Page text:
Tag Archives: book club

Deep, rich and divine…

Christmas ChocolatChristmas Chocolat by Kate Defrise
My rating: 5 of 5 stars

This book is like a luscious, multi-layered dessert with rich buttercream filling and Belgian chocolate ganache. A complex, delicious story about a Belgian family, three sisters and one brother, who’ve been summoned — not asked — by their father to return to their family home in Philadelphia to celebrate Christmas this year, something they haven’t done since they were children.

Philippe Arnaud, the very elegant but emotionally stunted patriarch of the family, devastated by the loss of his wife, Camille, many years ago, commands rather than communicates with his fabulously artistic children, none of whom feels they can meet his lofty expectations.

Jacqueline Arnaud, the oldest sister, is an opera singer and the only one who still lives in Belgium with her husband, Laurent. She has beauty, a golden voice, a seemingly charmed life, but never children, having suffered through devastating miscarriages. She loves her European life and career and has always celebrated Christmas in Belgium with her maternal grandmother and other Belgian relatives and friends. But more than anything, she doesn’t want to return to the States to see her family without a baby in her arms.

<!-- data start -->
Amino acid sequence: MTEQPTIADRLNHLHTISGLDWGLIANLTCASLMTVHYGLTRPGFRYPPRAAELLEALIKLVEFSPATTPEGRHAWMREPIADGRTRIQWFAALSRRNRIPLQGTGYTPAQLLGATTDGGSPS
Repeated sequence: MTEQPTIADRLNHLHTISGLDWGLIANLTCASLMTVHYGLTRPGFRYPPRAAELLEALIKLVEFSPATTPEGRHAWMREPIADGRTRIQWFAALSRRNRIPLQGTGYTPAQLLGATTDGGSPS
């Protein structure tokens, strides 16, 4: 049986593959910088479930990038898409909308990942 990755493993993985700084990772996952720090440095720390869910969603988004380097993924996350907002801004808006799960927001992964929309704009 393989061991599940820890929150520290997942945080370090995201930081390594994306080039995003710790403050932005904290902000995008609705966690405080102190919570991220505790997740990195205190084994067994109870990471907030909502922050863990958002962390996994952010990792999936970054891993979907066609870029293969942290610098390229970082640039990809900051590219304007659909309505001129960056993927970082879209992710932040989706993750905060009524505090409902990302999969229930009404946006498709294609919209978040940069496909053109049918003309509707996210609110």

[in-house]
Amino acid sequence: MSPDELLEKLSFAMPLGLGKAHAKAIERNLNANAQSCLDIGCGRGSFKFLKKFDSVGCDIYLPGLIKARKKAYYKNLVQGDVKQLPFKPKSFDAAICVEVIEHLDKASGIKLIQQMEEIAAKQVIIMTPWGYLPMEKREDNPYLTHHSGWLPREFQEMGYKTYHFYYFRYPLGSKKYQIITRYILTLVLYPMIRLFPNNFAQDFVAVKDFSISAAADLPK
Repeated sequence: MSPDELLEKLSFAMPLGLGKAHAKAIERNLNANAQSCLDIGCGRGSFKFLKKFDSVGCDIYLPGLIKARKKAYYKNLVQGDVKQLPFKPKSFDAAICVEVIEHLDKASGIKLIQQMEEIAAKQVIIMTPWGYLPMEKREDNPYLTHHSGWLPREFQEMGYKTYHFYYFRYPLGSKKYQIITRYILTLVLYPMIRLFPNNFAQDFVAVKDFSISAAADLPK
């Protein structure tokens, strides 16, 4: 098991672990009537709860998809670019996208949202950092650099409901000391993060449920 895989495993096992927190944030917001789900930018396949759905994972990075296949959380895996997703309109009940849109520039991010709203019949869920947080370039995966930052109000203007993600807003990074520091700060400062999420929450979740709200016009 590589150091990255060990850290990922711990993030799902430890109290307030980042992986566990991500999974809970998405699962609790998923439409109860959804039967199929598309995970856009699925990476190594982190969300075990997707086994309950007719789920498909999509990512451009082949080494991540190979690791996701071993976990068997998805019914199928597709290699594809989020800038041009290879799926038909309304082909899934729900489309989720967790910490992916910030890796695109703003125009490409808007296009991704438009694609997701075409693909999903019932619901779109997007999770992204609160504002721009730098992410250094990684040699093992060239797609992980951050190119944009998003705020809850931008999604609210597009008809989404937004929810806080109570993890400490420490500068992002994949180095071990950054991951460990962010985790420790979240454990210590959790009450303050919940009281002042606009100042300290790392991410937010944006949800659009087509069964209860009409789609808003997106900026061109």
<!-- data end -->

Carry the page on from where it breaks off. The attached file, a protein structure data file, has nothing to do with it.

Next is Magali or, as most people call her, Gali Arnaud. She’s married to a lawyer, Leo, and lives in Philadelphia. She is the accidental author of a series of popular cookbooks for beginners, even though she has always secretly planned to write the great American novel. She and Leo have two young daughters and Gali seems to live the life most of us could relate to, a harried mother cleaning up spilled Rice Krispies, bemoaning her extra weight, trying to manage a household and a career and always feeling like she doesn’t quite measure up to her older sister or her father’s expectations. She is passionate about cooking and baking, which she does to excess whenever she is stressed (along with throwing back a glass of wine or three). There are several recipes included in the book that sound divine, although I have not had time to try them yet. Gali laments that she is not the star, not the baby and not the boy, just the middle child, and I can certainly relate!